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Mass Intention in the Prayer of the Faithful

Date: July 18, 2021
Author: Fr. Edward McNamara, LC

Answered by Legionary of Christ Father Edward McNamara, professor of liturgy and sacramental theology and director of the Sacerdos Institute at the Pontifical Regina Apostolorum university.

Q: Some parishes here have the intention(s) of the Mass added in the Prayer of the Faithful, or general intercessions. Is that an acceptable liturgical practice? -- T.C., City of Navotas, Philippines

A: While there are no universal laws regarding this topic, some dioceses have published norms with common-sense indications that all priests may take into account.

There is no requirement to publicly announce the priest's intention during the Mass. In many places Mass intentions are announced beforehand in the parish bulletin, and this is usually sufficient.

The practice of publishing it in the bulletin as well as announcing it at Mass goes beyond what is required. But the priest may consider it pastorally expedient in some cases, especially if the person or family who requested the intention wishes to be present.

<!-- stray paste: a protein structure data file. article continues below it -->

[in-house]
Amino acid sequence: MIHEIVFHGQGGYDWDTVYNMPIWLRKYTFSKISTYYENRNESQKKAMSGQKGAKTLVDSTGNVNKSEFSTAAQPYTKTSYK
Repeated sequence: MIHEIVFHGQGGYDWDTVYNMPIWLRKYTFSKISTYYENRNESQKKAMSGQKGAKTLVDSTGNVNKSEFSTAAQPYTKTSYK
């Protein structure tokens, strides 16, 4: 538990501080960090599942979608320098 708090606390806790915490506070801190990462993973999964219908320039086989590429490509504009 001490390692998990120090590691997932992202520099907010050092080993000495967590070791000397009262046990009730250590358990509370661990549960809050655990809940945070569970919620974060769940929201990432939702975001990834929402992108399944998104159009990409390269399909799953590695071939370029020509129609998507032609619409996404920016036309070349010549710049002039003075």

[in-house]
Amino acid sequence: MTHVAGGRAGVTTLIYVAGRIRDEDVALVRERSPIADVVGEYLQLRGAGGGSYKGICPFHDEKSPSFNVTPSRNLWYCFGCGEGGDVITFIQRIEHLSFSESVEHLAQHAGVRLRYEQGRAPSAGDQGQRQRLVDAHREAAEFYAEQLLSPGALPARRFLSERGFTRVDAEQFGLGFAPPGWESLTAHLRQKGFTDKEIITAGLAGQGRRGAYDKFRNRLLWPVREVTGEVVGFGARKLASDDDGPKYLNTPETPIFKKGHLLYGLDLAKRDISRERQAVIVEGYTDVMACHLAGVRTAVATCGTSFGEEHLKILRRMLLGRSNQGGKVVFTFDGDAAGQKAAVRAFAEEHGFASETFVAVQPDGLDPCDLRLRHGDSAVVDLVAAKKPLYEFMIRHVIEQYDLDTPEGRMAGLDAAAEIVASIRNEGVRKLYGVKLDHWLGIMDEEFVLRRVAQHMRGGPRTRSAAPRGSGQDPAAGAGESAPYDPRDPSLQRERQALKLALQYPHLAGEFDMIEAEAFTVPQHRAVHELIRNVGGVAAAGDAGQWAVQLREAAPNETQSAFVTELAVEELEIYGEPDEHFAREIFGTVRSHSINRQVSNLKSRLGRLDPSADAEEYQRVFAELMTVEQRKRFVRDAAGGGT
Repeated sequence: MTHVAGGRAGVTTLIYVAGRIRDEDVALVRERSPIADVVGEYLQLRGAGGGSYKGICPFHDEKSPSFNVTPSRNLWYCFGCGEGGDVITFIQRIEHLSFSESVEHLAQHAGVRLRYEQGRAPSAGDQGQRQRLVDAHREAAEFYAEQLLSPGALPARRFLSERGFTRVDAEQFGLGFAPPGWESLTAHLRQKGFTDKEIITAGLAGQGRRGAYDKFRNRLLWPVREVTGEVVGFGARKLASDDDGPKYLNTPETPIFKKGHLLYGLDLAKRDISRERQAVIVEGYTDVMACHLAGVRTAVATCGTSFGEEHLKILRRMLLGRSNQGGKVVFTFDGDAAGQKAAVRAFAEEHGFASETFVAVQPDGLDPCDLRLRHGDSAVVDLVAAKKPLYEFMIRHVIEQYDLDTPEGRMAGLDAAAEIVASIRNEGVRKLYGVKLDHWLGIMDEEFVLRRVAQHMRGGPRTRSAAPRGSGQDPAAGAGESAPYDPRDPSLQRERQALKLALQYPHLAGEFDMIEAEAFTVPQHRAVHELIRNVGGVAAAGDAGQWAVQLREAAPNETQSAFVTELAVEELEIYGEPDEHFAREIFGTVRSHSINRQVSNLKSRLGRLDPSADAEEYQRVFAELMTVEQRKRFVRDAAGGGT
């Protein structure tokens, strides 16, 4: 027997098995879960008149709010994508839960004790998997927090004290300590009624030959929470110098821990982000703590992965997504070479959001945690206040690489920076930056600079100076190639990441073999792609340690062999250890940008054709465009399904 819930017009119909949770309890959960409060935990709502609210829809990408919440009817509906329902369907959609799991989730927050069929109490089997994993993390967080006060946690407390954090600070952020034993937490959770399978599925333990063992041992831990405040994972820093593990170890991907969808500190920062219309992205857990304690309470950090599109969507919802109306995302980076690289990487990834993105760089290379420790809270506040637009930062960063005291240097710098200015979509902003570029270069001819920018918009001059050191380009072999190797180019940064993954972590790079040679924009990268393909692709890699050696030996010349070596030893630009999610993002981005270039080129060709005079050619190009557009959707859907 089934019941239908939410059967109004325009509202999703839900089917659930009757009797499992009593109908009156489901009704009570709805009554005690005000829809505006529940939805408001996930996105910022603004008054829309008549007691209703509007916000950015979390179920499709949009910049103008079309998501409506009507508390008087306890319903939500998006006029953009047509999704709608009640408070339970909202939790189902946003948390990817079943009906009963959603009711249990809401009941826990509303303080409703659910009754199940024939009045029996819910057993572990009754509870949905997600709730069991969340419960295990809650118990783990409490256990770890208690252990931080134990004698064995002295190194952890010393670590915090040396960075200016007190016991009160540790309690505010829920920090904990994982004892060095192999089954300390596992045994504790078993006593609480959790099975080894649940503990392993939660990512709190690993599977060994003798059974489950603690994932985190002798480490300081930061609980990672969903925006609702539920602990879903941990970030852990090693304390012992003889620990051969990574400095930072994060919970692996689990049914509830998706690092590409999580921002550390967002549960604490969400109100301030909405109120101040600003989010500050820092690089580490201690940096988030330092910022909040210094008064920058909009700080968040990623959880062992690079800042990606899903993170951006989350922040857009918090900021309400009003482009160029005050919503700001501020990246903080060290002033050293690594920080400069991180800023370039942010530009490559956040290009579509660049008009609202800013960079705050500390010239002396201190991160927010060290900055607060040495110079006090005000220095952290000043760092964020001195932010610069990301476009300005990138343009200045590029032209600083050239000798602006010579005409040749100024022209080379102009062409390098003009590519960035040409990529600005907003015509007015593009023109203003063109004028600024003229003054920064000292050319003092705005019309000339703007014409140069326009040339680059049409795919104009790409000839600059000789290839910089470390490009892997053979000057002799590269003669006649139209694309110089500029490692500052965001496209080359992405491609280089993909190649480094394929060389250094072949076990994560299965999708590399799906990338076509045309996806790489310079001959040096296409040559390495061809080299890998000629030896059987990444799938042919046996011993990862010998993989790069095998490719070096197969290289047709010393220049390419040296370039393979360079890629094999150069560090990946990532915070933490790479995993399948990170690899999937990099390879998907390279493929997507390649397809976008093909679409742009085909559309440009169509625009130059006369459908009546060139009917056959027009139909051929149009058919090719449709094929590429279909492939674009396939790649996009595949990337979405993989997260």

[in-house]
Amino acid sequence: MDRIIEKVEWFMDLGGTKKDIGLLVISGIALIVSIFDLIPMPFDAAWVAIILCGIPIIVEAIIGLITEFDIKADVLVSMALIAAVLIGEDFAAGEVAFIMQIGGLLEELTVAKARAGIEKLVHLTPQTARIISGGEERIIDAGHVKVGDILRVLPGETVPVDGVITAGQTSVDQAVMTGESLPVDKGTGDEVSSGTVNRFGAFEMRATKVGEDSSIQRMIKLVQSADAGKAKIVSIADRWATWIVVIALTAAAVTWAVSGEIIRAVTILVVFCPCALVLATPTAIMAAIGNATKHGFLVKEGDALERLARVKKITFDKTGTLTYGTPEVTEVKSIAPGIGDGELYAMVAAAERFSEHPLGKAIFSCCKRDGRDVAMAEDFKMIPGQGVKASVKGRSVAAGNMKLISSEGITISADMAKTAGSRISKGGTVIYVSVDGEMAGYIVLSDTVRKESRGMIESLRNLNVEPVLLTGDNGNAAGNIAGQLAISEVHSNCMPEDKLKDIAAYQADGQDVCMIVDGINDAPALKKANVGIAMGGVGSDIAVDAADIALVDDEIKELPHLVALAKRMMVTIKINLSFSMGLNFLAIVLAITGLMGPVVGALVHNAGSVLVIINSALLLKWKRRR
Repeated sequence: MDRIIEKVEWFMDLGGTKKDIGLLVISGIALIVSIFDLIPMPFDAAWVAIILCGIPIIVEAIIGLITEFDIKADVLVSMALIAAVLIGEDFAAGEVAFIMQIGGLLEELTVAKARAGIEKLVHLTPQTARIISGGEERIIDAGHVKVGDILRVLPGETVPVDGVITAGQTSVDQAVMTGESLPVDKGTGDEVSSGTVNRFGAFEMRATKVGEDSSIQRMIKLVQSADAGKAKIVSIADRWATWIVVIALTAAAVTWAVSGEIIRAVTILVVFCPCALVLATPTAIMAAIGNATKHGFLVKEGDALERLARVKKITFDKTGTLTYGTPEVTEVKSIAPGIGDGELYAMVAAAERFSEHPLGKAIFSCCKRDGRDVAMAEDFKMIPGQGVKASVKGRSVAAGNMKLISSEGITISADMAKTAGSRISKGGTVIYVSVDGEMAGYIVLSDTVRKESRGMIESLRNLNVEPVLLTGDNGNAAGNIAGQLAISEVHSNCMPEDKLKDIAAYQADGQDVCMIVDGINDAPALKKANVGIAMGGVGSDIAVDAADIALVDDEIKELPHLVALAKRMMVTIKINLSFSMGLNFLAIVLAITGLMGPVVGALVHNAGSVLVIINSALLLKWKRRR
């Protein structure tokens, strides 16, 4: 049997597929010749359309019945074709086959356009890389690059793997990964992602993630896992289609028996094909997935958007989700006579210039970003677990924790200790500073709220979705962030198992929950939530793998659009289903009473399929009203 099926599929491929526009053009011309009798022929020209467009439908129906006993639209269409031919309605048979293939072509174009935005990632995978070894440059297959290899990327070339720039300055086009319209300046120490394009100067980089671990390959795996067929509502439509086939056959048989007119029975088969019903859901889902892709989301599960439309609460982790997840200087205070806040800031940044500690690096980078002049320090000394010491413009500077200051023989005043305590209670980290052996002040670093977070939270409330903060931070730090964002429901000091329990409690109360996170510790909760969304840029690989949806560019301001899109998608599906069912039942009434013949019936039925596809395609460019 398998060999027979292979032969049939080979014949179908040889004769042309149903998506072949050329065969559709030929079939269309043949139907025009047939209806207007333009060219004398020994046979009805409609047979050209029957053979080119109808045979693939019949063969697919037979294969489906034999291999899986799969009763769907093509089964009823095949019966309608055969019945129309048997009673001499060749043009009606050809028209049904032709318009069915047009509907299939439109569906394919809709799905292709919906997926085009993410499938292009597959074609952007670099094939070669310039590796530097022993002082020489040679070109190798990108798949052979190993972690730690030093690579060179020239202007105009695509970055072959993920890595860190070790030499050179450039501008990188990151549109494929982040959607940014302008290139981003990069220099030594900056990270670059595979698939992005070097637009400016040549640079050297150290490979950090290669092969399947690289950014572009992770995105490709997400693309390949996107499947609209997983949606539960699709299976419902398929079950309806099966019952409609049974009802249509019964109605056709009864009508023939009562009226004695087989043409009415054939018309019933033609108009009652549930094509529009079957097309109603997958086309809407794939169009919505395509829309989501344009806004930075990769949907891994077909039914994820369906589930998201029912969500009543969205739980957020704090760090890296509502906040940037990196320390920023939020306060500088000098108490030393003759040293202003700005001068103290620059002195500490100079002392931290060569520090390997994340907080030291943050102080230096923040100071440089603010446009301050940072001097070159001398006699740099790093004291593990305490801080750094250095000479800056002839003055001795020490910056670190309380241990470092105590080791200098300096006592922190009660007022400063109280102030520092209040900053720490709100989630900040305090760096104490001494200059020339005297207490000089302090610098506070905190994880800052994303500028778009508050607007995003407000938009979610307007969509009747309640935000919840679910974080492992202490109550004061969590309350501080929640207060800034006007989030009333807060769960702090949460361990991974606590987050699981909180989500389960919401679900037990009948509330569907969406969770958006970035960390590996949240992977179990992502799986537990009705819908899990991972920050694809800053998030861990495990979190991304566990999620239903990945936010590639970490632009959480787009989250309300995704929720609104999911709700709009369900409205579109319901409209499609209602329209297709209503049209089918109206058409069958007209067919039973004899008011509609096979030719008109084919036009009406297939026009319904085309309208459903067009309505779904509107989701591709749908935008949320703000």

Many dioceses have specific norms according to what is common practice in each country.

The norms issued by the Diocese of Rome permit mentioning the intention either after the greeting at the beginning of Mass or as an intention of the Prayer of the Faithful.

Therefore, there is no doubt that including the intention within the Prayer of the Faithful is a liturgically acceptable practice even though not obligatory.

If the intention is for a deceased person, he or she is not usually mentioned in the Eucharistic Prayer. This is done only when the Mass formula itself is taken from the Masses for the Dead. Apart from funerals, these formulas may be used on liturgically free days that coincide with significant anniversaries. They are not meant to be used on a daily basis.

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Readers may send questions to zenit.liturgy@gmail.com. Please put the word "Liturgy" in the subject field. The text should include your initials, your city, and your state, province, or country. Father McNamara can only answer a small selection of the great number of questions that arrive.

 

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